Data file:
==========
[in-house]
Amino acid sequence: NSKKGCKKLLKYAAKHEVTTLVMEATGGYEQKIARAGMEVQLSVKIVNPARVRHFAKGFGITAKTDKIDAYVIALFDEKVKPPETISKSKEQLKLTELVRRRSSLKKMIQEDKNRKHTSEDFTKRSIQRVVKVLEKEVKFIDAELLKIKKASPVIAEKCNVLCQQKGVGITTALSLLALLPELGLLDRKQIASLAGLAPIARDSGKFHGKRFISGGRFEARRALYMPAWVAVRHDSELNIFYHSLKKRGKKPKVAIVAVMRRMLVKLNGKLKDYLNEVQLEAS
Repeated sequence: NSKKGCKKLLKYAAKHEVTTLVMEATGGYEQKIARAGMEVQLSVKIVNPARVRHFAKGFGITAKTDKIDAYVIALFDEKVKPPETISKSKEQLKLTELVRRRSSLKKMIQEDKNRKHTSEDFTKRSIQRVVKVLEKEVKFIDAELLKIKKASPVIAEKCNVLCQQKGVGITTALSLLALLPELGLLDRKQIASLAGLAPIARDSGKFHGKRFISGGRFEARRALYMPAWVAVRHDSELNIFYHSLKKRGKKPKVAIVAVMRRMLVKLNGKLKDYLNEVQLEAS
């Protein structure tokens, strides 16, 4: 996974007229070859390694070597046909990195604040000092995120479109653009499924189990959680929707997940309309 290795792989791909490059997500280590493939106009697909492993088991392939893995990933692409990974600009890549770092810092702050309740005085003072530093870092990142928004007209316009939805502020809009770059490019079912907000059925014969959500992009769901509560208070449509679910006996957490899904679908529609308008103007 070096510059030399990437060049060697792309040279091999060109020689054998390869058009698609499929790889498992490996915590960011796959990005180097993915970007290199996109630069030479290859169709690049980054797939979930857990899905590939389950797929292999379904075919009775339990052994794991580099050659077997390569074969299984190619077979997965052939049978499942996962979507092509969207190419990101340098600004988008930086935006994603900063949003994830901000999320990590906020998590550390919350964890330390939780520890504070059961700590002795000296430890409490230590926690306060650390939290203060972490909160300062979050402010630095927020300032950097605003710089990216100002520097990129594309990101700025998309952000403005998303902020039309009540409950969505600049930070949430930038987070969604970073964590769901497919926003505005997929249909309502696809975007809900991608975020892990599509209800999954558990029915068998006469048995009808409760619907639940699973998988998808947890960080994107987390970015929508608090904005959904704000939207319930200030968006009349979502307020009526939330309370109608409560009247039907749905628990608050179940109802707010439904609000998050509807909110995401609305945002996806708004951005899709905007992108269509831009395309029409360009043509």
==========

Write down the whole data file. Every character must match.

[in-house]
Amino acid sequence: NSKKGCKKLLKYAAKHEVTTLVMEATGGYEQKIARAGMEVQLSVKIVNPARVRHFAKGFGITAKTDKIDAYVIALFDEKVKPPETISKSKEQLKLTELVRRRSSLKKMIQEDKNRKHTSEDFTKRSIQRVVKVLEKEVKFIDAELLKIKKASPVIAEKCNVLCQQKGVGITTALSLLALLPELGLLDRKQIASLAGLAPIARDSGKFHGKRFISGGRFEARRALYMPAWVAVRHDSELNIFYHSLKKRGKKPKVAIVAVMRRMLVKLNGKLKDYLNEVQLEAS
Repeated sequence: NSKKGCKKLLKYAAKHEVTTLVMEATGGYEQKIARAGMEVQLSVKIVNPARVRHFAKGFGITAKTDKIDAYVIALFDEKVKPPETISKSKEQLKLTELVRRRSSLKKMIQEDKNRKHTSEDFTKRSIQRVVKVLEKEVKFIDAELLKIKKASPVIAEKCNVLCQQKGVGITTALSLLALLPELGLLDRKQIASLAGLAPIARDSGKFHGKRFISGGRFEARRALYMPAWVAVRHDSELNIFYHSLKKRGKKPKVAIVAVMRRMLVKLNGKLKDYLNEVQLEAS
């Protein structure tokens, strides 16, 4: 996974007229070859390694070597046909990195604040000092995120479109653009499924189990959680929707997940309309 290795792989791909490059997500280590493939106009697909492993088991392939893995990933692409990974600009890549770092810092702050309740005085003072530093870092990142928004007209316009939805502020809009770059490019079912907000059925014969959500992009769901509560208070449509679910006996957490899904679908529609308008103007 070096510059030399990437060049060697792309040279091999060109020689054998390869058009698609499929790889498992490996915590960011796959990005180097993915970007290199996109630069030479290859169709690049980054797939979930857990899905590939389950797929292999379904075919009775339990052994794991580099050659077997390569074969299984190619077979997965052939049978499942996962979507092509969207190419990101340098600004988008930086935006994603900063949003994830901000999320990590906020998590550390919350964890330390939780520890504070059961700590002795000296430890409490230590926690306060650390939290203060972490909160300062979050402010630095927020300032950097605003710089990216100002520097990129594309990101700025998309952000403005998303902020039309009540409950969505600049930070949430930038987070969604970073964590769901497919926003505005997929249909309502696809975007809900991608975020892990599509209800999954558990029915068998006469048995009808409760619907639940699973998988998808947890960080994107987390970015929508608090904005959904704000939207319930200030968006009349979502307020009526939330309370109608409560009247039907749905628990608050179940109802707010439904609000998050509807909110995401609305945002996806708004951005899709905007992108269509831009395309029409360009043509």